Over the years I’ve made an observation about trout fishermen, particularly those that chase a lot of stocked fish. By and large, they remain loyal to the first lure their dads or grandpas gave them at a young age. For me that lure is a Panther Martin spinner. Is a Panther really better than other spinners? Probably not, but that’s what dad used. Friends of mine are loyal to the Mepps or the C.P. Swing or the Phoebe. I usually have some combo of those other spinners in my box, but I always tied up a Panther first. One lure I never carried growing up, however, was a stickbait. Dad never used them, so I never used them. I reserved such lures for smallmouth. It’s taken a while for me to come around, but I realize now what a mistake I was making.
During the last five trout seasons or so, my beloved Panther Martin has actually become the “on deck” lure. Most of the time I’ll start a trip with a small stickbait, especially in the fall and winter when it’s beneficial to have the ability to work a bait slowly for sluggish fish in colder water. Growing up I suppose I always thought stickbaits were just too big for trout. That changed during a late-spring smallmouth wade a few years ago when I couldn’t catch bass because holdover trout in a run were beating them all to my lure.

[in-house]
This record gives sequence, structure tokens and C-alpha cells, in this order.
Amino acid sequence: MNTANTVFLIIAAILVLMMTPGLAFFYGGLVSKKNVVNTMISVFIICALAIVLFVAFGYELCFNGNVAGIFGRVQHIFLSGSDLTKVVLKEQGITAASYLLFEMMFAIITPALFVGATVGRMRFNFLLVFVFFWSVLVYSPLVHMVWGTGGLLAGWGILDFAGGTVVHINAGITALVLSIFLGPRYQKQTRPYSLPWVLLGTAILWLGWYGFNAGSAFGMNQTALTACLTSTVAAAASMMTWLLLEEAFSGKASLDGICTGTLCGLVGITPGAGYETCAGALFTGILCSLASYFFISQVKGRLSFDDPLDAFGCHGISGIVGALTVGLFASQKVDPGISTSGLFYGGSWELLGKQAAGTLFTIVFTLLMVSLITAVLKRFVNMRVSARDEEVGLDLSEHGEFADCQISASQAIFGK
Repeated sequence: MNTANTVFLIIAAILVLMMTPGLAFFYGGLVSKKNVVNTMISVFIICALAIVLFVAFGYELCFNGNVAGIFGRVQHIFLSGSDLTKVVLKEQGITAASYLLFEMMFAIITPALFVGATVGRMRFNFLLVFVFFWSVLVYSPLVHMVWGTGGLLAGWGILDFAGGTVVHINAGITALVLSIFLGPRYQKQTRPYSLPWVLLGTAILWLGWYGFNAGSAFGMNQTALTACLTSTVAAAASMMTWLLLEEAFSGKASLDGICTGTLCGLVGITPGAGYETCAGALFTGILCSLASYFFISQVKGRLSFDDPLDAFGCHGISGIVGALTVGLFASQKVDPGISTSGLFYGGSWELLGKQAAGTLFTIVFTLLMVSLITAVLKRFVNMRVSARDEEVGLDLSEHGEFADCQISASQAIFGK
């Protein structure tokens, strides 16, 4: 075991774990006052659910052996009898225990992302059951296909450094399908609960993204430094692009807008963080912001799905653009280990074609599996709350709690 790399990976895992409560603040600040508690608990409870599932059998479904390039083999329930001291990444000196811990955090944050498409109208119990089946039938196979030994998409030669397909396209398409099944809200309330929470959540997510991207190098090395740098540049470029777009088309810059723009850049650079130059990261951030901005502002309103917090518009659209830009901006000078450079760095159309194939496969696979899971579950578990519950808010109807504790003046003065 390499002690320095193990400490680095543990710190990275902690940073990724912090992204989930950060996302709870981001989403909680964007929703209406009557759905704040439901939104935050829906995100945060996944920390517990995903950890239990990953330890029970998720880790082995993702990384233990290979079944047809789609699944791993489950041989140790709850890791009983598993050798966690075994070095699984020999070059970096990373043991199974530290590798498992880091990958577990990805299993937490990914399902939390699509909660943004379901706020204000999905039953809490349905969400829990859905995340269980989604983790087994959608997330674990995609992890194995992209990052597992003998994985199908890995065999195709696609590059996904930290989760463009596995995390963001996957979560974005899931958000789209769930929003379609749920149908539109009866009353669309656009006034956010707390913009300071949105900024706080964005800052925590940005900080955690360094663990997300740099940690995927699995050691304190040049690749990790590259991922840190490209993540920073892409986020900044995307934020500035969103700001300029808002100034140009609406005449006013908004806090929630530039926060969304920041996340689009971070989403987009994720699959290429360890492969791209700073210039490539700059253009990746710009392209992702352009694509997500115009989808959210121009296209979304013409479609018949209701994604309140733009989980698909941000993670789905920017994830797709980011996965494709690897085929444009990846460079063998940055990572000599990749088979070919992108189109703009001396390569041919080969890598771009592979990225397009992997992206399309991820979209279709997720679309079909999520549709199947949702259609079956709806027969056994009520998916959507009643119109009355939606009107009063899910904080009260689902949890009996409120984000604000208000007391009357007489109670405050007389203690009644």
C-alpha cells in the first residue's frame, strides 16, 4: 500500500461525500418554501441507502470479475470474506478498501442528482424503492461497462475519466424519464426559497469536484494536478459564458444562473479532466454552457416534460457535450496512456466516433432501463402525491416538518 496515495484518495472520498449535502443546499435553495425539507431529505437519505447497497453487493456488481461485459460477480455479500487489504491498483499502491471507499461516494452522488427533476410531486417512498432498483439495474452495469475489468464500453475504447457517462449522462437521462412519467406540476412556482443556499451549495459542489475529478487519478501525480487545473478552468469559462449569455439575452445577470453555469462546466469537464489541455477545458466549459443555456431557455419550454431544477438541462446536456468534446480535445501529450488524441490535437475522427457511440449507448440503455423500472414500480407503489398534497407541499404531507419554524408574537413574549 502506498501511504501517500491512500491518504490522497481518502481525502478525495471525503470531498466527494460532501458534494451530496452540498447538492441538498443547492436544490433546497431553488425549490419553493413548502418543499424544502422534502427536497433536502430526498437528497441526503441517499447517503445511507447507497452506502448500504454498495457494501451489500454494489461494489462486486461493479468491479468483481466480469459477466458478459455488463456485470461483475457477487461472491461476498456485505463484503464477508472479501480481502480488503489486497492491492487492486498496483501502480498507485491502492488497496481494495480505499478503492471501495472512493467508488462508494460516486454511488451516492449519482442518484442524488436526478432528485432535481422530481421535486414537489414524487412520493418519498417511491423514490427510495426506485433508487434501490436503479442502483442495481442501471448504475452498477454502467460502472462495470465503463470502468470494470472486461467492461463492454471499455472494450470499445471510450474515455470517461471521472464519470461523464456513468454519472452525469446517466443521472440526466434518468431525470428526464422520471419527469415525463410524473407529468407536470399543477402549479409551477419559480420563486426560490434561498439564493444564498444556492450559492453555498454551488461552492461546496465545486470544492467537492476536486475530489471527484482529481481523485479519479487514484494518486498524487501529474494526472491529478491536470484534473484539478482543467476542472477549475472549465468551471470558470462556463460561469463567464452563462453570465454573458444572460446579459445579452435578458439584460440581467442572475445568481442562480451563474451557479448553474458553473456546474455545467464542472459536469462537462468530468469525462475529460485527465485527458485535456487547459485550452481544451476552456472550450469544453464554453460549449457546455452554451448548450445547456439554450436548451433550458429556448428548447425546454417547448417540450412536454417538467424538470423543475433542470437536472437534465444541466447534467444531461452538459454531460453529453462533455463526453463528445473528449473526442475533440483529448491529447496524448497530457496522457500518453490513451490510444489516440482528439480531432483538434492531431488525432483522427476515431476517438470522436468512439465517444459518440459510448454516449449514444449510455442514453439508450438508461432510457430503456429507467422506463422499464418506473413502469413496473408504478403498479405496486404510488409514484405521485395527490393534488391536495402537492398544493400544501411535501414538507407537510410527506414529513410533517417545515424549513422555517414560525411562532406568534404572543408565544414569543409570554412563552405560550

Though I’m still never on the river without a Panther Martin, I am also never without a 2 1/2-inch Rapala X-Rap, a 2-inch Yo-Zuri PINS Minnow, and a 2 1/2-inch Trout Magnet Trout Crank, which took the brookie above a few weeks ago. I like these particular lures because with a little effort you can get them near the bottom of a deep pool, but they don’t dive deep enough while subtly twitching or swinging that they’ll hang in a shallow riffle.
I realize that there is likely a bunch of you who have been tossing similar lures since you were knee high to a grasshopper, but I promise in my Northeast neck of the woods, I still get the occasional odd stare from the gents I know have nothing but Panthers, Roostertails, Mepps, and Little Cleos in their boxes.